We call on the ranks of COPINH and the Honduran people as a whole, whether or not they are organized, to mobilize in their communities, villages, or cities, and especially in Tegucigalpa, to give expression to their defiance and indignation. We call on them not to be intimidated by the terrorist media campaign unleashed against the people’s expressed will, and against its right to imagine and desire a new country with justice and equity.

We call on the international community to speak out decisively against this attack on the Honduran people and to express its solidarity with the people and support for their human rights.

We call for intensification of the organized struggle to establish a Popular and Democratic National Constituent Assembly now, at this historic juncture for our homeland.

Finally, COPINH recognizes Manuel Zelaya Rosales as the only constitutional president of the republic and reject any “substitute” imposed by de-facto and imperialist power.With the power of our ancestors, Iselaca, Lempira, and Etempica, we raise our voices for life, justice, dignity, liberty, and peace.

Adopted in the city of La Esperanza, Intibucá, June 24, 2009, by the Civic Council of People’s and Indigenous Organizations of Honduras (COPINH)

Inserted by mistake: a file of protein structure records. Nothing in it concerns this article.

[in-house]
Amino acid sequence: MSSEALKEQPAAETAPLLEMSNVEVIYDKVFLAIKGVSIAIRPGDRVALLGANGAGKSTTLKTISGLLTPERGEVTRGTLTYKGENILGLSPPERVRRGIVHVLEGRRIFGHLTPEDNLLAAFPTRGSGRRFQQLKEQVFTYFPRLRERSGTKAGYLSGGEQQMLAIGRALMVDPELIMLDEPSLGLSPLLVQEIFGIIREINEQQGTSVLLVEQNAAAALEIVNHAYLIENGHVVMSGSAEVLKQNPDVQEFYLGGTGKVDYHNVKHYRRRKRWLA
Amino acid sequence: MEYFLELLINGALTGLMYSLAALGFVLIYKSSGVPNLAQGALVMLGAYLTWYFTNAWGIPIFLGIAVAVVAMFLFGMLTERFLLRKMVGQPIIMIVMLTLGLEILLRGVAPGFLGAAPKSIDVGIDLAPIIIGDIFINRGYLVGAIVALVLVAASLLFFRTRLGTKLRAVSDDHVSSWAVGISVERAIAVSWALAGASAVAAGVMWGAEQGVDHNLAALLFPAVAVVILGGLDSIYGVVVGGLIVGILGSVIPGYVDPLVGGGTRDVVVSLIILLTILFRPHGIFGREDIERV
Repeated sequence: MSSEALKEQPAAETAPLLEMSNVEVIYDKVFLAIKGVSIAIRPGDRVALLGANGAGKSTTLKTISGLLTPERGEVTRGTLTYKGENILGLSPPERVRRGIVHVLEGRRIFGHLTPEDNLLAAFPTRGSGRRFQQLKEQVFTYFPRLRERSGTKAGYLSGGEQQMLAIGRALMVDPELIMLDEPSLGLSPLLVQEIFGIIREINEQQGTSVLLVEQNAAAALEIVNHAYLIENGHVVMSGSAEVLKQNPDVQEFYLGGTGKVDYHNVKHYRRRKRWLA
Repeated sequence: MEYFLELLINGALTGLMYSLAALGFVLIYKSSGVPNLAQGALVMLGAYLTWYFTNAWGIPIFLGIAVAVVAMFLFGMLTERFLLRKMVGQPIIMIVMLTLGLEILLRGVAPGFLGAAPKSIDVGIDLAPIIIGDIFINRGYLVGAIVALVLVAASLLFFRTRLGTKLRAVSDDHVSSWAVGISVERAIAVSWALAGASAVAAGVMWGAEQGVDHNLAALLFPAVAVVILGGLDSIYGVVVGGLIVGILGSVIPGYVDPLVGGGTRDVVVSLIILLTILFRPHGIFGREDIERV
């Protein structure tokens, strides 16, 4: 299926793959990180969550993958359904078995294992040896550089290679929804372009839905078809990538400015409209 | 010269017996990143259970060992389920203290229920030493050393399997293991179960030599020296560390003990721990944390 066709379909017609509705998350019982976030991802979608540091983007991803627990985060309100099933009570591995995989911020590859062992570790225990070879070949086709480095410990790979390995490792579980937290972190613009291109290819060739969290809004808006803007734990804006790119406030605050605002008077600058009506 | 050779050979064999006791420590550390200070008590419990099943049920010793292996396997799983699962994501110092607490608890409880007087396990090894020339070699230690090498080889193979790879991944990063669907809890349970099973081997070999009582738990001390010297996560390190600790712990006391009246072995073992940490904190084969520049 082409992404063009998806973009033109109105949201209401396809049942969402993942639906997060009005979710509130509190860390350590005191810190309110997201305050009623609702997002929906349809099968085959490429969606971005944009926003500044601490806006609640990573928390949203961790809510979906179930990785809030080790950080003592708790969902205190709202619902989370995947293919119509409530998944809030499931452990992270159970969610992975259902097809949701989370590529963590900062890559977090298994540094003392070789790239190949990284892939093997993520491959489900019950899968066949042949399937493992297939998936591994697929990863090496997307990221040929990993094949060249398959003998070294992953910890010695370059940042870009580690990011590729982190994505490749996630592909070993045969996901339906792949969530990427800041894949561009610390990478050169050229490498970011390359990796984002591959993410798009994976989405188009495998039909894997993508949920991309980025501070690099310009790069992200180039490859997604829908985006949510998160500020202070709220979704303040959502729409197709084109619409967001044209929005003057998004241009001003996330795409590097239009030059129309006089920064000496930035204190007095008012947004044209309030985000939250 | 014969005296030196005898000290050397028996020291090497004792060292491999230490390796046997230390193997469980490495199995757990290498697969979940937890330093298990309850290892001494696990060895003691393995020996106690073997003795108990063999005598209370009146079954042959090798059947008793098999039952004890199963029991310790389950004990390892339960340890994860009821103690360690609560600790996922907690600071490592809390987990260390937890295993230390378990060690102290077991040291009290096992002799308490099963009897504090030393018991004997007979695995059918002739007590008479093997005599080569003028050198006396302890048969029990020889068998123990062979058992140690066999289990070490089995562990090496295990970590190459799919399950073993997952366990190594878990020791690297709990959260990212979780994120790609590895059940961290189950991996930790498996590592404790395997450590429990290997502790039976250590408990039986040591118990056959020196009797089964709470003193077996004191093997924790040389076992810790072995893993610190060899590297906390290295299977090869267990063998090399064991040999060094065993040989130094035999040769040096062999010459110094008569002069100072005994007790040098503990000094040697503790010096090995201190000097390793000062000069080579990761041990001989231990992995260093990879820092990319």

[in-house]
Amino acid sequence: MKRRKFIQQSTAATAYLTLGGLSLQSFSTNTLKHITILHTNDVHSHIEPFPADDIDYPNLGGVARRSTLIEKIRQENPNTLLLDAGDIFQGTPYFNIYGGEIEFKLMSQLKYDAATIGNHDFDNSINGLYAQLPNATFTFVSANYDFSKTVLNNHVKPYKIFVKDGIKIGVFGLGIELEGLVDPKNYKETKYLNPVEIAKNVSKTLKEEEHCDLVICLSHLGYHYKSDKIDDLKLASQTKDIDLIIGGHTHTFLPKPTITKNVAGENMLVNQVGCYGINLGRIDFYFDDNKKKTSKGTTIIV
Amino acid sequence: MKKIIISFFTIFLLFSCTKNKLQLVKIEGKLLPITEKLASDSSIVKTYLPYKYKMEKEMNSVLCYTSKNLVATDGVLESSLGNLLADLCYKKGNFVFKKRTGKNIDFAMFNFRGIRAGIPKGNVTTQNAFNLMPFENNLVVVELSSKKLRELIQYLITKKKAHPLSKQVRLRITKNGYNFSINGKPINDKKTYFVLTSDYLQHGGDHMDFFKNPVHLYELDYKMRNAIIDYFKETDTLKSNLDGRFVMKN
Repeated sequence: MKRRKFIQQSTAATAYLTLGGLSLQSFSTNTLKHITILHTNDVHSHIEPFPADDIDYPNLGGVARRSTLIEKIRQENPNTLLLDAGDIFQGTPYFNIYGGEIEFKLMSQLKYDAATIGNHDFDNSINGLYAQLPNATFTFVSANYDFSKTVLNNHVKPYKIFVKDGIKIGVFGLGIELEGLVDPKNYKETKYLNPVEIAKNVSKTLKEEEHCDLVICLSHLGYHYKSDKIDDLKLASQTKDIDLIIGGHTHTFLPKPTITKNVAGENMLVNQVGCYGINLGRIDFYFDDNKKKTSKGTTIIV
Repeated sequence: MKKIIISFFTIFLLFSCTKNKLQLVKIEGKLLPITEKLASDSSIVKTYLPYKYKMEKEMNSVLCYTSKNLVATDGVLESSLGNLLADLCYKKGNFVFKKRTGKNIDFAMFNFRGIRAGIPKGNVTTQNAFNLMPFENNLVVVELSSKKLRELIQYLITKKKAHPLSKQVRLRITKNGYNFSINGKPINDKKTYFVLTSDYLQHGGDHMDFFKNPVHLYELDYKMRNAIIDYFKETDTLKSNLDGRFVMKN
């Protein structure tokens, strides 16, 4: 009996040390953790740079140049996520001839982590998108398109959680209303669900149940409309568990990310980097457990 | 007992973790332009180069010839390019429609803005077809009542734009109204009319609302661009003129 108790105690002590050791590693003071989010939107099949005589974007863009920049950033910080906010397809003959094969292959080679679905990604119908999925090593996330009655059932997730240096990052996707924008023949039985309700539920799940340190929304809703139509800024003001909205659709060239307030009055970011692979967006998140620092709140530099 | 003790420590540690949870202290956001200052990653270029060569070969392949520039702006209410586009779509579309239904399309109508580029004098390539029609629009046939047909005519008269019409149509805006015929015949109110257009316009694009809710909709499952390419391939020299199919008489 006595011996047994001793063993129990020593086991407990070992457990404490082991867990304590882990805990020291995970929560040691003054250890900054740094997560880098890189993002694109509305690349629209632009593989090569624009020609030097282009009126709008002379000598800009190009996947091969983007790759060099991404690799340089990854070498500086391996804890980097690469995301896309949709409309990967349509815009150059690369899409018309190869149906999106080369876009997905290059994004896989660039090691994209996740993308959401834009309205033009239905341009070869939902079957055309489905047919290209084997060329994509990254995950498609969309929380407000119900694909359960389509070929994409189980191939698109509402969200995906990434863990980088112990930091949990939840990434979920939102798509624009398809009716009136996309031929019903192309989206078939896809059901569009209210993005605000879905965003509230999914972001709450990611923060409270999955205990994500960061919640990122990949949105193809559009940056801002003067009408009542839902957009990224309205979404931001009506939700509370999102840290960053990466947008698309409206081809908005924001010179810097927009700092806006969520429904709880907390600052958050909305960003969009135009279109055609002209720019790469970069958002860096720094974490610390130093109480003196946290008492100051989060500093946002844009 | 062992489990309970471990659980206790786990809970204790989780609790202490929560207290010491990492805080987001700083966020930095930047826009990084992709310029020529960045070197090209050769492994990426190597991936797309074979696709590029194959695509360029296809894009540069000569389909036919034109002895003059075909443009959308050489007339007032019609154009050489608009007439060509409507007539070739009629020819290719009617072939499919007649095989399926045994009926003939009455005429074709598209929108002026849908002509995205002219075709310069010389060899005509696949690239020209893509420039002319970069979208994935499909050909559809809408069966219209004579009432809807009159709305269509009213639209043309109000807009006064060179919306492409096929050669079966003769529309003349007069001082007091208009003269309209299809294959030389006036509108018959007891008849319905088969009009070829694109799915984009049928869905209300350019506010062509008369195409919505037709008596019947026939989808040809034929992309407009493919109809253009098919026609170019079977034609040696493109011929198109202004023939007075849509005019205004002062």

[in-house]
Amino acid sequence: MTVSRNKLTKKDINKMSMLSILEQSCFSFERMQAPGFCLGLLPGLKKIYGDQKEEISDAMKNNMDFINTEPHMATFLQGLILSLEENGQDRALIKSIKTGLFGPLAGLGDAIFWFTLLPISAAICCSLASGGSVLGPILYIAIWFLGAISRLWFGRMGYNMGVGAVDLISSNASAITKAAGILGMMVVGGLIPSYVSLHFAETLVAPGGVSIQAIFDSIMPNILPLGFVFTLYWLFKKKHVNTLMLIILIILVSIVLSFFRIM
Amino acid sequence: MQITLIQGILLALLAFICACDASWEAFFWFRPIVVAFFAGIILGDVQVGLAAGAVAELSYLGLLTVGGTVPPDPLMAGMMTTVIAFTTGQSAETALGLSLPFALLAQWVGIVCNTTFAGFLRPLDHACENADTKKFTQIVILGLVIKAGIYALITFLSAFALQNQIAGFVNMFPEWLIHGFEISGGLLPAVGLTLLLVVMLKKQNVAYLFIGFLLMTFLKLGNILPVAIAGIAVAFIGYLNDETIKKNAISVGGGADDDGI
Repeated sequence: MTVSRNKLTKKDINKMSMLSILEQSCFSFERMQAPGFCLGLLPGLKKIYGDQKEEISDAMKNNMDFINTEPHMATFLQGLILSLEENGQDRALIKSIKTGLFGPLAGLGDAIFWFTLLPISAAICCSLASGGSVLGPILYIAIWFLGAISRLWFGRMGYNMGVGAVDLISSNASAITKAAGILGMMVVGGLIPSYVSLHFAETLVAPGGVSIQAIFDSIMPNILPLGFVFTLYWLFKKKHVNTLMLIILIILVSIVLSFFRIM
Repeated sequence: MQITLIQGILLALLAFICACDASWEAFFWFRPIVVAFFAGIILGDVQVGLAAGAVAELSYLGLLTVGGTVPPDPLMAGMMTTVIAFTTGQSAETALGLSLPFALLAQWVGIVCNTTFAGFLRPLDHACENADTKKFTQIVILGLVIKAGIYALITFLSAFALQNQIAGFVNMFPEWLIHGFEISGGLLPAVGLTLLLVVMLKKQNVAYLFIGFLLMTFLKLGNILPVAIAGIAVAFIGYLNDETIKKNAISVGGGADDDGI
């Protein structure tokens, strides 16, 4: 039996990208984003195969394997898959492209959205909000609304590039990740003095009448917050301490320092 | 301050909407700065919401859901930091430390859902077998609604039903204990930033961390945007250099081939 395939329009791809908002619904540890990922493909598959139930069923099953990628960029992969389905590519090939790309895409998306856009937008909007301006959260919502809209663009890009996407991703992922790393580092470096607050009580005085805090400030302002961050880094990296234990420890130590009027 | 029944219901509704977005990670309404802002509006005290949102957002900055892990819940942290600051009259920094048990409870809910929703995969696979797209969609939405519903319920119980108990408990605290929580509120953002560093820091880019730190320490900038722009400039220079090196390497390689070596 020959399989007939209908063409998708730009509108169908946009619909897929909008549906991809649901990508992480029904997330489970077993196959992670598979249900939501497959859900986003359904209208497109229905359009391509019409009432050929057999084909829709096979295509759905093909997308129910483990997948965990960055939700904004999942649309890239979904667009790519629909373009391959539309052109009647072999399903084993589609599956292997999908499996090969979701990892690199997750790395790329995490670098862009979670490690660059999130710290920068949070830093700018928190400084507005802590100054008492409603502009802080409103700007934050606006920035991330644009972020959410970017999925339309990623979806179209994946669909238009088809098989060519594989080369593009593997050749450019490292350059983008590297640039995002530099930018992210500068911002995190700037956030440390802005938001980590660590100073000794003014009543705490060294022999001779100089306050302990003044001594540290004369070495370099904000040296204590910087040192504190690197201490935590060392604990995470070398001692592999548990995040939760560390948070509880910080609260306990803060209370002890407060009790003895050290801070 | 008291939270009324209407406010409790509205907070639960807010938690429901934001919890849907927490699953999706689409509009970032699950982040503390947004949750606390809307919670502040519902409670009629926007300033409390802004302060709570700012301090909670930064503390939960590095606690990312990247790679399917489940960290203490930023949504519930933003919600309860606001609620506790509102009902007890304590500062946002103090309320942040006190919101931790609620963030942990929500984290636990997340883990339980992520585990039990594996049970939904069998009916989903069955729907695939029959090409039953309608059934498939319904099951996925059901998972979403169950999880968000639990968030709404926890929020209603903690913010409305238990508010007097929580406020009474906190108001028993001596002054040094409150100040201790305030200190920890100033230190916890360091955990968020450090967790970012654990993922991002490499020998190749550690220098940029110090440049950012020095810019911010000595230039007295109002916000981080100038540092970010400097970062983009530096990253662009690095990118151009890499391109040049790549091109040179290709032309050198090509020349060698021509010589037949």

For Spanish text, see
Translated by John Riddel

Bolivarian Alliance for the Peoples of Latin America

ALBA Becomes a Platform of Power

Re-baptized as Alliance, the Bolivarian Alternative for the Peoples of Our America (ALBA) enters a new stage Thursday, with an improved organic structure.

The now nine-member integration mechanism created its political, economic, and social councils at an extraordinary summit yesterday in the Venezuelan state of Maracay, and has begun preparations to establish a permanent secretariat.Referring to the new name, President Hugo Chavez clarified it is not a semantic change, but one of "codes, meaning, as ALBA is no longer a theoretical proposal but a territorial political and geopolitical platform, a platform of power."

The summit's resolution conveys the consolidation of the group as a political, economic and social alliance in defense of the independence, self-determination, identity, and interests of the peoples in front of attempts to subjugate them.

Starting from this 6th Summit ALBA will be called the Bolivarian Alliance for the Peoples of Our America or "The People's Trade Agreement" (ALBA or TCP in Spanish), a sign of its growth and strength.

Letter to Peruvian Consul



Toronto, June 10, 2009

Gabriel García Pike
Consul General of the Republic of Peru
10 St. Mary St., #301
Toronto, Ontario M4Y 1P9

Dear sir,

The Latin American Solidarity Network of Toronto conveys to you its most emphatic protest against the unjustified massacre carried out by your country’s repressive forces on June 5 against the aboriginal people of Abya Yala in Peru’s Amazon region. We have learned that Peru’s security forces, sent to break up a peaceful demonstration by indigenous people, murdered at least 28 of them. The Natives were striving to preserve their ancestral territories from seizure by transnational corporations.